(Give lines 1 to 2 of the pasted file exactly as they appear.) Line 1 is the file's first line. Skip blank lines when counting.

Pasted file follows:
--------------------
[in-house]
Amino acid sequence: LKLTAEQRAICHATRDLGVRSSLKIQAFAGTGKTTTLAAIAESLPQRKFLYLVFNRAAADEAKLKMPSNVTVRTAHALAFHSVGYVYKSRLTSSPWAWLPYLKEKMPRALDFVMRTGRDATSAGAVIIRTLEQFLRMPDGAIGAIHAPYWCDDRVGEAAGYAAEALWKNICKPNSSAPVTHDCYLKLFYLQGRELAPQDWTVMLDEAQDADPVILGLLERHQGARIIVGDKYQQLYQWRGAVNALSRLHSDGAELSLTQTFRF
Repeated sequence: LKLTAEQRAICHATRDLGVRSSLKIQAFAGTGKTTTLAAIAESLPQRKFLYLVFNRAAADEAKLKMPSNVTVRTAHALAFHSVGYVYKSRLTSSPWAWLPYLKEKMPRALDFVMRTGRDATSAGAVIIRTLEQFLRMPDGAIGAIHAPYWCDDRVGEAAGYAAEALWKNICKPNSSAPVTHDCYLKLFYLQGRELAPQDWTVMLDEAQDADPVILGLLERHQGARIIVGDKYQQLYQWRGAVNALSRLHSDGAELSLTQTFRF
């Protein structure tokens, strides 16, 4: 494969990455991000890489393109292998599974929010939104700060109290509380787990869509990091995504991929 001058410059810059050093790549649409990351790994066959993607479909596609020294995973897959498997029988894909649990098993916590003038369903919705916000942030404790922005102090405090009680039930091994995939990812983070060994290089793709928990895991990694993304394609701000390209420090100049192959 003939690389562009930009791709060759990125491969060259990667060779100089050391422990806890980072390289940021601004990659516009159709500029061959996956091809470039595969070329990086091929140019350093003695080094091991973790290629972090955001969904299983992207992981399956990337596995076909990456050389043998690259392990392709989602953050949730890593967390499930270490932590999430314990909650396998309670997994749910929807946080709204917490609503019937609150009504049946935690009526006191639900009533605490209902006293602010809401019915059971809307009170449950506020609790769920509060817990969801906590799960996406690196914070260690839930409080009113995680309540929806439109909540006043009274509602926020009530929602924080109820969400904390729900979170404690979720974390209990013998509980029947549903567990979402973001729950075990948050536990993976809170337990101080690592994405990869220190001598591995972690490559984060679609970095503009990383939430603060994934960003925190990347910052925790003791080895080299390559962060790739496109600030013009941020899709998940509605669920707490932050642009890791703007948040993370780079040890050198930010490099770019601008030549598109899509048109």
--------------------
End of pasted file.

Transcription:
[in-house]
Amino acid sequence: LKLTAEQRAICHATRDLGVRSSLKIQAFAGTGKTTTLAAIAESLPQRKFLYLVFNRAAADEAKLKMPSNVTVRTAHALAFHSVGYVYKSRLTSSPWAWLPYLKEKMPRALDFVMRTGRDATSAGAVIIRTLEQFLRMPDGAIGAIHAPYWCDDRVGEAAGYAAEALWKNICKPNSSAPVTHDCYLKLFYLQGRELAPQDWTVMLDEAQDADPVILGLLERHQGARIIVGDKYQQLYQWRGAVNALSRLHSDGAELSLTQTFRF